Where are the people who come to speak to their loved ones passed on because the pain is too great in their homes or “life” does not go on without a place to grieve?
Is there no one around because the people entrusted with management of their country have betrayed their people and, for the price of a treasonous signature, have sold the land to faceless, soulless, heartless corporations who erect signs telling you you're now on private property?
Is there no one around because the government care nothing about the land and less about the people?
Because Taoisigh, Ministers and Public Servants have no hesitation in RAPING their own country, and when they have taken what they can, have no hesitation in PROSTITUTING out the carcass of the ancient land of their fathers to the highest bidder.
Neither will they hesitate to pursue, prosecute, convict and incarcerate any man, woman or child who trespasses on private property which they once owned as citizens of a sovereign nation.
Is there no one around because our Public Servants do not serve the public, but serve themselves in a continuous orgy of money worship and abuse of power?
If we do nothing to stand against this unholy destruction of our beautiful country our children will not be asking “if a tree falls in the forest and no one is around, does it make a sound?”… Our children and our grandchildren will be asking us …
“Daddy, what was it like to walk in a forest?”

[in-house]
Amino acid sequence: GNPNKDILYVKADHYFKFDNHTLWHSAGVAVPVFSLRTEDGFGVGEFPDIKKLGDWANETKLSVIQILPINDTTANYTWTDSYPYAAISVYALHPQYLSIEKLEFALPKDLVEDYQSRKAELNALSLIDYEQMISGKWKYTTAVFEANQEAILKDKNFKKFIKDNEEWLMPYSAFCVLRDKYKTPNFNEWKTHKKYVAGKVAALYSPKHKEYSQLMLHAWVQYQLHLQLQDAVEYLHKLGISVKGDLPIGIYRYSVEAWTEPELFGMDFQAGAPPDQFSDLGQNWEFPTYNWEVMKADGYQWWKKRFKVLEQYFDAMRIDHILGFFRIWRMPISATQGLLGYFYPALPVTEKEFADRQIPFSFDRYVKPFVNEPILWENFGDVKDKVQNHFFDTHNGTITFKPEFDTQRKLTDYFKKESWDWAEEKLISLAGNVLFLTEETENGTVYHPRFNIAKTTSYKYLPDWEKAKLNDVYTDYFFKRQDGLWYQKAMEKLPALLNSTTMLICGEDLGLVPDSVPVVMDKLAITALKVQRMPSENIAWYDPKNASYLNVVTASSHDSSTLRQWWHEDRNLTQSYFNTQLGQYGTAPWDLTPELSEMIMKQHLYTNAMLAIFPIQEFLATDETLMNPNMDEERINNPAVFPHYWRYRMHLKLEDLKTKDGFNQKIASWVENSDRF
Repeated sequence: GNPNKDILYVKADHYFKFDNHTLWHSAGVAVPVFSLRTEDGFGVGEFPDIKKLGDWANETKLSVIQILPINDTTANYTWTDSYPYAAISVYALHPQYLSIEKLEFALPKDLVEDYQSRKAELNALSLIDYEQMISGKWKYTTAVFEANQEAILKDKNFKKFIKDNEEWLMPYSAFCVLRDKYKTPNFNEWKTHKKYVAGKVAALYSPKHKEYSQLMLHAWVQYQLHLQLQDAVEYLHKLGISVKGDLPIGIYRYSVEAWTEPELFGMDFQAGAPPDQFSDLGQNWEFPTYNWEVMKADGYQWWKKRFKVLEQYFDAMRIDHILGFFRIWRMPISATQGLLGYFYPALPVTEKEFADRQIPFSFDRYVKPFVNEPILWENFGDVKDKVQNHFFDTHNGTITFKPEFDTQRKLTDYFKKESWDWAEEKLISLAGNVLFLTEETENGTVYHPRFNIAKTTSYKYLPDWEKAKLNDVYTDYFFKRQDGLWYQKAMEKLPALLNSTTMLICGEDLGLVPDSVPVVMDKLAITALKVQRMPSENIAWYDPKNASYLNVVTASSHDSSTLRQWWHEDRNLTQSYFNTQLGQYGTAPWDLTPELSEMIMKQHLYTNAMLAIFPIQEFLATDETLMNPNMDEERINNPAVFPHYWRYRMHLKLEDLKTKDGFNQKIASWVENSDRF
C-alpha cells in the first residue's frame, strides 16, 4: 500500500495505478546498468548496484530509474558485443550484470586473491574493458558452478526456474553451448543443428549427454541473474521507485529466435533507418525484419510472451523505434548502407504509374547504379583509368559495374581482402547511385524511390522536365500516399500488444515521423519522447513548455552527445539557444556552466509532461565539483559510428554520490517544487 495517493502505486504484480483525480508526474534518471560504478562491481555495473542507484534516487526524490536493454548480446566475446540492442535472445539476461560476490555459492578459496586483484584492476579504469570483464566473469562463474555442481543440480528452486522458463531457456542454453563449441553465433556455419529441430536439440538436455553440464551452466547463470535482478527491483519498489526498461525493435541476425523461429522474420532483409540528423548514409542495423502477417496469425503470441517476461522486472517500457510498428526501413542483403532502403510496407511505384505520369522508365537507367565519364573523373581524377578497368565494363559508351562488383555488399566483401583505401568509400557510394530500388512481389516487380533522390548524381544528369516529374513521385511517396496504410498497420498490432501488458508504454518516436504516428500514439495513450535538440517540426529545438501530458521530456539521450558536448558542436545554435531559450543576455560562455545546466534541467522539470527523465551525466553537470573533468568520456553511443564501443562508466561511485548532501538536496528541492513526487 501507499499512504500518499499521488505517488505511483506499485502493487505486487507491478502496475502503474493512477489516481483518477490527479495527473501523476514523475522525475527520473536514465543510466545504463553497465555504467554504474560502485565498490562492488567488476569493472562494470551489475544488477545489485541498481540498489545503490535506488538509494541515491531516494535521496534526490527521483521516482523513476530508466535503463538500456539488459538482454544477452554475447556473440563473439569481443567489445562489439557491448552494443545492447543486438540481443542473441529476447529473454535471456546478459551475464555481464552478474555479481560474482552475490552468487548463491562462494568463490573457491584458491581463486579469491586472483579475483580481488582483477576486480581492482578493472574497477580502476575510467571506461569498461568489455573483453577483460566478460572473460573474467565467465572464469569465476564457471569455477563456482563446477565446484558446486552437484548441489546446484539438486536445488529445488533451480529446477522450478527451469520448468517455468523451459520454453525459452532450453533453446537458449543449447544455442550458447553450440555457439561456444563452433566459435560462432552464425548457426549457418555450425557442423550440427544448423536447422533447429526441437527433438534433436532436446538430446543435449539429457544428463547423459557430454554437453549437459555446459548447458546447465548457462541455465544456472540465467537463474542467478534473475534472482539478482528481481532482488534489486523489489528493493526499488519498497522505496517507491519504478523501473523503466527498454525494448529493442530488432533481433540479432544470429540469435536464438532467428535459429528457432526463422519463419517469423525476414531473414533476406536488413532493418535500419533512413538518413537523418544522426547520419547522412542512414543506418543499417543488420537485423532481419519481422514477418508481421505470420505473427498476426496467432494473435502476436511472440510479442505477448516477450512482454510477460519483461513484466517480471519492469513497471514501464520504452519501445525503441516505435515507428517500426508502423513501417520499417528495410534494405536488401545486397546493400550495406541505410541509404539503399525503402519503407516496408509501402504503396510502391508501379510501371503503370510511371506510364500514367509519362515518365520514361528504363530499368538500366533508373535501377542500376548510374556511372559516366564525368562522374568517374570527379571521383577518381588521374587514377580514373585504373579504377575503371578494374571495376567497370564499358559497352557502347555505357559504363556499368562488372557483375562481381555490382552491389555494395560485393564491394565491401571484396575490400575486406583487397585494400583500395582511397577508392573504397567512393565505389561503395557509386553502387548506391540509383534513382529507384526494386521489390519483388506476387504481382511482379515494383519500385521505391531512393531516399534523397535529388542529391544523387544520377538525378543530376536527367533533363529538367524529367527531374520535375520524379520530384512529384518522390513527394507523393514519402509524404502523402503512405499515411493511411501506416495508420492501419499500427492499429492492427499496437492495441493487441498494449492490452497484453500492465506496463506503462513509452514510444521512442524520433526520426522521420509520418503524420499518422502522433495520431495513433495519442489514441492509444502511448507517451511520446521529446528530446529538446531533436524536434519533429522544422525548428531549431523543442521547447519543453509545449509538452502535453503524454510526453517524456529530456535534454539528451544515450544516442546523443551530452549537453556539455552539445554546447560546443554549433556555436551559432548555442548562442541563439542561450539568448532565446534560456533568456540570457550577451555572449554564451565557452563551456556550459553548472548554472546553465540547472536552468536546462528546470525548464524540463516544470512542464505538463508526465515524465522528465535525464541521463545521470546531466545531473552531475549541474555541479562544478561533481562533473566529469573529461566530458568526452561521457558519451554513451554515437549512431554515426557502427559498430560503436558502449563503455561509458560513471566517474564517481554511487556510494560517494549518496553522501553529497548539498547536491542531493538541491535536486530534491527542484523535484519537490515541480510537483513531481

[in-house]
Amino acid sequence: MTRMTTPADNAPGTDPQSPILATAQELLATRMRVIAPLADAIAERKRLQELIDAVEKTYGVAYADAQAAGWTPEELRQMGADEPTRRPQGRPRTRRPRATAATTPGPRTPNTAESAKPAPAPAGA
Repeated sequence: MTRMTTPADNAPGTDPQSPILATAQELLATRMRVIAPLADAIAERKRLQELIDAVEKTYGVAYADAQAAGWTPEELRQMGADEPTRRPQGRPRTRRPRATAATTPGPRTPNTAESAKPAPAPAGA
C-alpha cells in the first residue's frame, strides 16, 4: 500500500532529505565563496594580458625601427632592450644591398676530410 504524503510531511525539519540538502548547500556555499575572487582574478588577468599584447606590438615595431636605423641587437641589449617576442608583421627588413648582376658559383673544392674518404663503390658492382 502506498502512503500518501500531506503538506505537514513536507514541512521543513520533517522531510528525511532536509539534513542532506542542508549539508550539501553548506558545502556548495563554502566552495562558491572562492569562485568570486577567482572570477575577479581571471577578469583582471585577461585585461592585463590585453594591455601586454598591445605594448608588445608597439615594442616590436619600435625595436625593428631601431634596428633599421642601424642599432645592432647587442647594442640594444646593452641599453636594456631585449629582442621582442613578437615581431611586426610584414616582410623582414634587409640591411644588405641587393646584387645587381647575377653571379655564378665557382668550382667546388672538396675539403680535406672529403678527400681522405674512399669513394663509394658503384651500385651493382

You can see some footage of the event by clicking HERE
 I sense an awakening around us. People are preparing to stand against oppression, austerity, cut backs, selloffs, awful corruption in high places and robbers walking free. lies are ringing louder these days.
On it goes – the quest for songs and places to sing them…
Just packing the bags for The Black Mountain - Two more nights in The Waterfront. I have not gigged with Declan Sinnott for over a month. I’m rearing to go, to hear his fender'n fuzz box, his Spanish, his folk jumbo, I've a feeling there may be long sets looming…
Some new gigs up on the Gig page and more to follow… next album release planned for November. Bealtaine (May) is upon us once more - what’s another year...
Shine On… Christy Moore.

Viceroyals Evilliers


Viceroyal Villiers of Ireland Direct Descendant of George William Frederick Villiers, 4th Earl of Clarendon George William Frederick Villiers, Viceroyal of Ireland, who was a notable member of the Hellfire Club and the Freemasons. He ruled over the British genocide of six and a quarter million disappeared Irish people, many of them children, murdered in secret satanic rituals by the British gentry. These rituals have continued under the despotic rule of both Villiers reign of terror. Viceroyal Theresa Villiers is today also presiding over the internment without trial of Irish political prisoners, indeed this evil Viceroyal has the power to throw anyone irish into a dungeon indefinitely without triaL. Currently two innocent, elderly, Irish people, Martin Corey, 63 and Marian Price, 59 are spending their last years interned and will probably die at her majesty's pleasure.  This family has now become known in Ireland as the Viceroyal Evilliers 

The Kincora Scandal

The results of the official police investigations into the Kincora Scandal are "Sealed" to this day because of the influence of certain UK political heavy-weights! The Kincora children were taken to Birr Castle , County Offaly, the family home of the 7th Earl of Rosse, where abuse took place!( Confirmed by Joan Coleman of R.A.I.N.S, England) NB The ancestor of the present Earl , the 1st Earl of Rosse in the eighteenth century was a British founder member of the infamous branch in Ireland of The Hellfire Club, Britain's's aristocratic devil-worshippers! in Ireland.